Human Rights Watch (HRW) has accused Russia of “trying to silence” the flow of information from Ukraine’s Russian-occupied region of Crimea by banning Ukrainian journalists from traveling there.
“Critical reporting from Crimea is a major irritant to Russian authorities,” Tanya Lokshina, associate Europe and Central Asia director at the New York-based watchdog, said in a statement on January 21, days after Russian authorities barred journalist Taras Ibrahimov from entering the peninsula and issued him a 34-year-ban.
“Barring independent journalists from the peninsula helps to choke the flow of information about their crackdown on Crimean Tatar activists and other abuses,” she added.
Rights groups and Western governments have denounced what they describe as a campaign of repression by the Russian-imposed authorities against Crimean Tatars and others who have spoken out against Moscow's military seizure and occupation of Crimea in 2014.
On January 18, Ibrahimov told RFE/RL that Russia's Border Guard Service, a branch of the Federal Security Service (FSB), banned him from entering Russia and Crimea until the middle of 2054.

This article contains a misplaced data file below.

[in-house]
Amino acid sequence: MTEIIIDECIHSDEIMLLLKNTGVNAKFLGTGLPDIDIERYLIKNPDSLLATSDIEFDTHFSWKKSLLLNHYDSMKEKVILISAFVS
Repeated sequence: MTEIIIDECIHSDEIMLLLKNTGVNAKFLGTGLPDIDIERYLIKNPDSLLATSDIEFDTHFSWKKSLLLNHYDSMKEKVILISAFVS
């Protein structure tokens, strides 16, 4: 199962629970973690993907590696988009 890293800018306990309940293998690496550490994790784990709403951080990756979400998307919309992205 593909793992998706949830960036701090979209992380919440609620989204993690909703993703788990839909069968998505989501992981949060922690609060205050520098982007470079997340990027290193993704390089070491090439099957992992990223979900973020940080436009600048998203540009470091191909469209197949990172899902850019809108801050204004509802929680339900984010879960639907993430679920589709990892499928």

Ibrahimov, who works with the Crimea Desk of RFE/RL's Ukrainian Service, said he believed the travel ban was “connected with my journalism and my work for publications that actively cover the cases of Crimean Tatars in Crimea and in Russia."
OSCE Representative for Freedom of the Media Harlem Desir on January 21 said he deplored Russia's decision and called on “those responsible to respect the role of media actors and to allow journalists to travel without restrictions to carry out their work.”
Since 2018, Russian authorities banned a Ukrainian photographer and a Ukrainian journalist who also worked with the Crimea Desk of RFE/RL's Ukrainian Service from entering Crimea and Russia until 2028. Another Ukrainian reporter was issued a four-year-ban in 2016.